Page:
Saturday, July 25, 2015

Travelogue: Renaissance humanism

The Laurentian Library, attached to the cloister of San Lorenzo, was designed in part by Michelangelo for the last of the Medici popes, Clement VII.  Though not mobbed by tourists, it is nevertheless a popular Florentine destination and a timely reminder of the literary side of the Renaissance.  I had seen photographs in the past, and had often wondered, "Where are the bookshelves?"  The answer can be seen above:  the books lay on the shelf below the tilted reading desk, with their titles listed on the yellow strips running vertically up the ends of the desks.

At the time of our visit there was an exhibition in an adjoining room of antique books and manuscripts, from a first century papyrus page of Xenophon's Hellenica to more recent hand-lettered-and-illuminated manuscripts.  It was a reminder of the labor involved in making books prior to the printing press and their value.

It goes without saying that the Renaissance was a complex phenomenon.  "Renaissance" is our word, not theirs.  They no more thought of themselves as "Renaissance Men" than crusaders thought of themselves as "medieval."  I think it was Vasari who first talked about a "rebirth" of painting in his series of lives of the artists.  Michelet and Burckhardt probably cemented in place the notion of a "renaissance" in early modern Italy, but that, in turn, led others to point out the regularity with which different epochs re-discover the past.  Arguably the twelfth century, with its rediscovery of Aristotle and Roman law, was as much a re-birth of classical antiquity as developments in fifteenth century Florence.

"Humanism," too, is a term of maddening fluidity.  Nowadays it is almost a synonym for secularity.  Yet the Renaissance "turn to man" was decidedly a mixed bag when it came to religion.  More and Erasmus, two great northern humanists, were deeply religious.  Machiavelli's Principe, on the other hand, counsels irreligion coupled with the appearance of devotion, and the cortegiano of Castiglione, if not impious, is most at home, not in the cloister, or the university, but at court.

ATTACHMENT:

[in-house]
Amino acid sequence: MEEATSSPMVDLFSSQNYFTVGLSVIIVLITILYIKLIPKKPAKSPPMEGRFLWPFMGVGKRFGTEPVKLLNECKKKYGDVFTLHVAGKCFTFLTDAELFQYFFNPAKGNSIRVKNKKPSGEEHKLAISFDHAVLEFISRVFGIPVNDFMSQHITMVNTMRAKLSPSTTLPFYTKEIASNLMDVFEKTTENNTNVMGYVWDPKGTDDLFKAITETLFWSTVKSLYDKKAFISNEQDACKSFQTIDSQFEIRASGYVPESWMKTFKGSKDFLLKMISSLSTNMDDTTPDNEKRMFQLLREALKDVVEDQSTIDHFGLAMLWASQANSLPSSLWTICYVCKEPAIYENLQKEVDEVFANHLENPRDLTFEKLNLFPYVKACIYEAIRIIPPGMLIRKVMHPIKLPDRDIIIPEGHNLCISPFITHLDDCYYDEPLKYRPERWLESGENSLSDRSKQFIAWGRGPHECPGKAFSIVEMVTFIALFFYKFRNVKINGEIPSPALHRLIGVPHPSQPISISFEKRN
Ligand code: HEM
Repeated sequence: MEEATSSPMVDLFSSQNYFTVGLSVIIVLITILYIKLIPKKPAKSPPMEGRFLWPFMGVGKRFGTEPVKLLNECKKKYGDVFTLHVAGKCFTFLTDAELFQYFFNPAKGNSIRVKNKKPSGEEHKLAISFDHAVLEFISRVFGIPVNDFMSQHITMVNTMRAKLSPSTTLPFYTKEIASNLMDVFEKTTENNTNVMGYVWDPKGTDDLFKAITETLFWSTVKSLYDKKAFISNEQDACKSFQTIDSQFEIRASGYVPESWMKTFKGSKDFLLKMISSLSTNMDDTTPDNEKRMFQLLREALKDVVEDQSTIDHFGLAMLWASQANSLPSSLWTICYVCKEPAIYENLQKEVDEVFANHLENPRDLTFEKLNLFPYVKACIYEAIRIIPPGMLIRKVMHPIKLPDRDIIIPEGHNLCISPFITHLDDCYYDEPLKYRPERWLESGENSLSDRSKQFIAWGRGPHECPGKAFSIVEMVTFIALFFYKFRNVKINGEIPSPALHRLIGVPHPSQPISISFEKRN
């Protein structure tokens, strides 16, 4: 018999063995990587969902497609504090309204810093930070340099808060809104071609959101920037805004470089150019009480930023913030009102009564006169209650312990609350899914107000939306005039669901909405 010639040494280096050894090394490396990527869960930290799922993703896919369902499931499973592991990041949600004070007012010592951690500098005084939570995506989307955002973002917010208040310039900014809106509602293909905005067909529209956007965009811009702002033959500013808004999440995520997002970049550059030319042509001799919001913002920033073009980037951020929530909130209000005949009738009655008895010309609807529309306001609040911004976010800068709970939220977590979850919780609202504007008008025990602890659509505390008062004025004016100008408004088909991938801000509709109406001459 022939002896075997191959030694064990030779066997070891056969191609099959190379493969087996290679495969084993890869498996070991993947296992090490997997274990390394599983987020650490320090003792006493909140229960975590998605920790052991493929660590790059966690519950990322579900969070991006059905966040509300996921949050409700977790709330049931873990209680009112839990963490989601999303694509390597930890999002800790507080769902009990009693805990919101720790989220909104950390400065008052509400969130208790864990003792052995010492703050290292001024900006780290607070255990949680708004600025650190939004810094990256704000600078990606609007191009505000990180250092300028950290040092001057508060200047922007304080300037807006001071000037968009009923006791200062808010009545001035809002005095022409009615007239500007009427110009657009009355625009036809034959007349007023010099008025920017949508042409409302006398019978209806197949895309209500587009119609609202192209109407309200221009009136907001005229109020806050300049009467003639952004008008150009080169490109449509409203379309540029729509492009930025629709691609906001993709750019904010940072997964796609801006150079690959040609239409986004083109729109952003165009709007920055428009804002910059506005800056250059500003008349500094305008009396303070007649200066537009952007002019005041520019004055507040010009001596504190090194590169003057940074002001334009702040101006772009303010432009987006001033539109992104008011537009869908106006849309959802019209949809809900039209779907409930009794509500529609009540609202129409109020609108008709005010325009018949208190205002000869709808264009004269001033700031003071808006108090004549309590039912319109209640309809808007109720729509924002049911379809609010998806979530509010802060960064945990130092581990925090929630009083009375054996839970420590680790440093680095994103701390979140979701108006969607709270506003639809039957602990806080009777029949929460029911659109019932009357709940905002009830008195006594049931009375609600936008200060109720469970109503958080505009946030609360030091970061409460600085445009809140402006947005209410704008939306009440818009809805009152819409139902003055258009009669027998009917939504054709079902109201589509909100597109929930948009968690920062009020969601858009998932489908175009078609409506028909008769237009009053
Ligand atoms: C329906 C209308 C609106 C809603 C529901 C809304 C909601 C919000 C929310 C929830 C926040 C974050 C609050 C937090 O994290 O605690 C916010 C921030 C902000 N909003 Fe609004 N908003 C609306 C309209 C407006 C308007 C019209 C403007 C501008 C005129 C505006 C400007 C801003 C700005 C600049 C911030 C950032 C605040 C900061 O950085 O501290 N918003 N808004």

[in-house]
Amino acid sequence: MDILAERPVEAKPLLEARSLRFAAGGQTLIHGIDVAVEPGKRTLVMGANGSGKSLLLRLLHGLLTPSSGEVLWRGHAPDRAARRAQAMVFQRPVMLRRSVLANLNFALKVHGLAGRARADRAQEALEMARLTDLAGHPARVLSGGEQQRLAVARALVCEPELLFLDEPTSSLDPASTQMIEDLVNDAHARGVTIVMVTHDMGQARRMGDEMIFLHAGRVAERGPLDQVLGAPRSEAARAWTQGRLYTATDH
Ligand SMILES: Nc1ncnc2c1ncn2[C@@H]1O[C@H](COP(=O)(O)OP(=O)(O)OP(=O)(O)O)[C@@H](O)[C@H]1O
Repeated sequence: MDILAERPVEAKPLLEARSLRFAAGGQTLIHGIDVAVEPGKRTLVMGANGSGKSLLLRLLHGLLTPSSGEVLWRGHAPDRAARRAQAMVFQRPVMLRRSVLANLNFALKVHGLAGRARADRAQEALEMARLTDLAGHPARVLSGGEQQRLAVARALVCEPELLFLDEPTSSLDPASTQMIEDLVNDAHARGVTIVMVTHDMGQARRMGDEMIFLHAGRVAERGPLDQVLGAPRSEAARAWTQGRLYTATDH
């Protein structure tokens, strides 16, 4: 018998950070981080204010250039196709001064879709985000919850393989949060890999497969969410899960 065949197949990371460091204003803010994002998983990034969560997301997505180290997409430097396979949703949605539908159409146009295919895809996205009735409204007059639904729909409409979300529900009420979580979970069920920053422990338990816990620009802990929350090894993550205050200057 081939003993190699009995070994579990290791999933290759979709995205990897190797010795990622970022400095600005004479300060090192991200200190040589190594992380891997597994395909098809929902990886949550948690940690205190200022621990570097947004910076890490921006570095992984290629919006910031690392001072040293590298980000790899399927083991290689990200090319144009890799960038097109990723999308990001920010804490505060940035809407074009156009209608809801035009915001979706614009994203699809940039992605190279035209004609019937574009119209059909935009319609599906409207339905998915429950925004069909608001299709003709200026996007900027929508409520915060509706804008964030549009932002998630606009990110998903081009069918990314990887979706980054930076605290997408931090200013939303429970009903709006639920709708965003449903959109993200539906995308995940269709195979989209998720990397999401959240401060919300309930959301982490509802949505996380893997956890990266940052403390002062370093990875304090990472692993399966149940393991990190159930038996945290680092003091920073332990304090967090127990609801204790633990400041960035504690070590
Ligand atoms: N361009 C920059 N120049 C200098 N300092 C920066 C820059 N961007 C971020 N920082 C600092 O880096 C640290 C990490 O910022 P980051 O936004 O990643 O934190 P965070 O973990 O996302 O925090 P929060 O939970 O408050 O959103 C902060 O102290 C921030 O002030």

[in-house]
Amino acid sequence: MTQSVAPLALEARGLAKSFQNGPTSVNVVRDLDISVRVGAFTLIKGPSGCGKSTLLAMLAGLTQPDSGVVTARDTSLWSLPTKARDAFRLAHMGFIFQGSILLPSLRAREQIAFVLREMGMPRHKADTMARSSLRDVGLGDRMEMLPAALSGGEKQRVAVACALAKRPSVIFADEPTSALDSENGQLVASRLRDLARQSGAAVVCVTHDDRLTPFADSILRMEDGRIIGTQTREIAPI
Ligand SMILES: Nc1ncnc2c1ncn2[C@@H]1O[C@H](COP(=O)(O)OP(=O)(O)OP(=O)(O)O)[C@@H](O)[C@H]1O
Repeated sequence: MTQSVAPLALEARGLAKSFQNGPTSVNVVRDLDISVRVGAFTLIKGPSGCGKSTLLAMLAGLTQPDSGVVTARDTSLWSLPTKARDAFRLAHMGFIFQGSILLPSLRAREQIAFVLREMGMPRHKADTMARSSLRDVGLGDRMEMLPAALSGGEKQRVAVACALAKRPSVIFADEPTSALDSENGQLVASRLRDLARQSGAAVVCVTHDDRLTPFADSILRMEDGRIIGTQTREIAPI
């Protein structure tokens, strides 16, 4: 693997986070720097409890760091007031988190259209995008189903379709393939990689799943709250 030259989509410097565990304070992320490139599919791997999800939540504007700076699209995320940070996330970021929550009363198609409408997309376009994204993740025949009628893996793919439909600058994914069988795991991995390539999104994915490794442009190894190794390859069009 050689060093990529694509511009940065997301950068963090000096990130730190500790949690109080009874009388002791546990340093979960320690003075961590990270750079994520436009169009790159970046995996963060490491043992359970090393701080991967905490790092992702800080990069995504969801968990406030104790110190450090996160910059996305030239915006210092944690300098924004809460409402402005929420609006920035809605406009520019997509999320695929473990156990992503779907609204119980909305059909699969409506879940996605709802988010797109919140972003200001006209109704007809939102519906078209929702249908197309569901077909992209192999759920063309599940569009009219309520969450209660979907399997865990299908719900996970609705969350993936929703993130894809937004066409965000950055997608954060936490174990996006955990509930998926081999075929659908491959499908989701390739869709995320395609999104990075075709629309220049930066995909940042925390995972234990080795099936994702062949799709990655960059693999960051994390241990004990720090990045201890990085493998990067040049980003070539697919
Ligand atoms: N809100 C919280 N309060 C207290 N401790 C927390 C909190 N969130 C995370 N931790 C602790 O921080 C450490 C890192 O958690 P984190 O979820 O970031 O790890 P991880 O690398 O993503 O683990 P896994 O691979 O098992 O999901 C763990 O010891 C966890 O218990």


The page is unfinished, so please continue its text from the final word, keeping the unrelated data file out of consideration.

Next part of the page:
I mention the sixteenth century humanists deliberately because I have hitherto had only limited exposure to the pioneering humanists of the fifteenth century, the quatrocento.  Since my return I have acquired a couple of new books to remedy that omission.

One is a new publication from the I Tatti Renaissance Library, Giovanni Pontano's On Married Love and Eridanus.  Like the other humanists of the fourteenth century, Pontano was more interested in reviving a purified classical Latin than developing the vernacular.  Born in the Duchy of Spoleto, Pontano's reputation for learning led to his early patronage by the King of Naples, and he eventually rose to become second man in the kingdom.  On Married Love unusually celebrates the love between husband and wife, erotic and affectionate expressions leading, rather naturally, to the addition of paternal and familial love.  If nothing else it questions the common contemporary conviction that before the nineteenth century marriage was only a matter of convenience and property.